claaarky - 7:31 am on Jul 13, 2012 (gmt 0)
Here's my take on it....
1) Google gathers user metrics via the browser (possibly in conjunction with data from ISP's etc.) as people visit and use your site (the sort of metrics you see in Google Analytics - I'm not saying they use Google Analytics, I'm just mentioning that to demonstrate the sort of user metrics I'm referring to). They do this for a period of weeks (the period between Panda refreshes). This tells them where the 'potentially' low quality pages are.
2) As googlebot crawls your site it gathers information that helps it make sense of the user metrics. For example, some pages will have low time on page and high bounce rates but if the page provides the perfect answer very quickly that is a good page. So it needs to see if the content (text, image, video, etc.) explains the user metrics and all this combined together tells Google if a page is high or low quality.
3) Having identified the low quality pages of your site, they then do a massive crawl just before a Panda refresh to see if the low quality pages still exist on your site, and if there is a high proportion of them still in existence at that point, a demotion factor is calculated for the low quality areas of your site and, to a lesser extent, areas of your site that link to the low quality pages.
I have a theory that you could get a page to the top of Google with just a few words on it and terrible design, IF those few words were so astounding and intriguing that it created superb engagement.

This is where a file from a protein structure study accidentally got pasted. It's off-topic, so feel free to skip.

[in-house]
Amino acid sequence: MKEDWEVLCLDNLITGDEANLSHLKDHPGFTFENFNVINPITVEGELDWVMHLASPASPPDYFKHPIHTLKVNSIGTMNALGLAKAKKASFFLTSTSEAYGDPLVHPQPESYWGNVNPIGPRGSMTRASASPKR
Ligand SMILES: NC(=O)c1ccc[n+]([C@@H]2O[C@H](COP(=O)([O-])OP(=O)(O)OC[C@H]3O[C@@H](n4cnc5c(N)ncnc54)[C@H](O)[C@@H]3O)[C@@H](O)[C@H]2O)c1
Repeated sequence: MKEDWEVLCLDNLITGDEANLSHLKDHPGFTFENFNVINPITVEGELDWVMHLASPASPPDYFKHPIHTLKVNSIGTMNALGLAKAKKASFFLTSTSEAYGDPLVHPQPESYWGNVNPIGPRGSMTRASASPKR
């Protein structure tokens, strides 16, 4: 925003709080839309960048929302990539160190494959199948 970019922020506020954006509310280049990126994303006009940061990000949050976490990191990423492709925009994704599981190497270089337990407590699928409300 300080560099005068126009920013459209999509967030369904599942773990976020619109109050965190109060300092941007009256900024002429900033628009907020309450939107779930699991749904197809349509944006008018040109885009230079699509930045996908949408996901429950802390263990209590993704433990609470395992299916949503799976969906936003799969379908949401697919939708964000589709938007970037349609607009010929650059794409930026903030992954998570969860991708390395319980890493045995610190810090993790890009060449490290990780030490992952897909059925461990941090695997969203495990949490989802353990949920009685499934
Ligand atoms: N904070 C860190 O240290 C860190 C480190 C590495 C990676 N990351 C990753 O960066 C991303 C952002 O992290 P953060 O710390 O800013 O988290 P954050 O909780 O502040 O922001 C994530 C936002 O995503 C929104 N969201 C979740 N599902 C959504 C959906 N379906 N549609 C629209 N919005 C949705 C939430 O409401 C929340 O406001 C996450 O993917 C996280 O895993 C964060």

For example, if I created a website about the solution to Panda and the home page had nothing except one sentence in the middle that said "CLICK HERE FOR THE SOLUTION TO PANDA" that would be a pretty engaging home page for people looking for a Panda solution. If the website really did contain the solution, it would then get links, likes and shares like crazy. The whole website could be ugly, but if it contained the solution to Panda then human reaction to it (user metrics) would tell Google all it needs to know.
I'm with Kendo on this one. You can't get a machine to think and make all the decisions and judgements a human does in a split second based on our entire life's experience. How can a machine possibly learn at the rate humans do. A machine can only experience the web - humans experience everything in the world and it all affects our thinking. That thinking changes every day as well. How can a machine hope to keep up with that.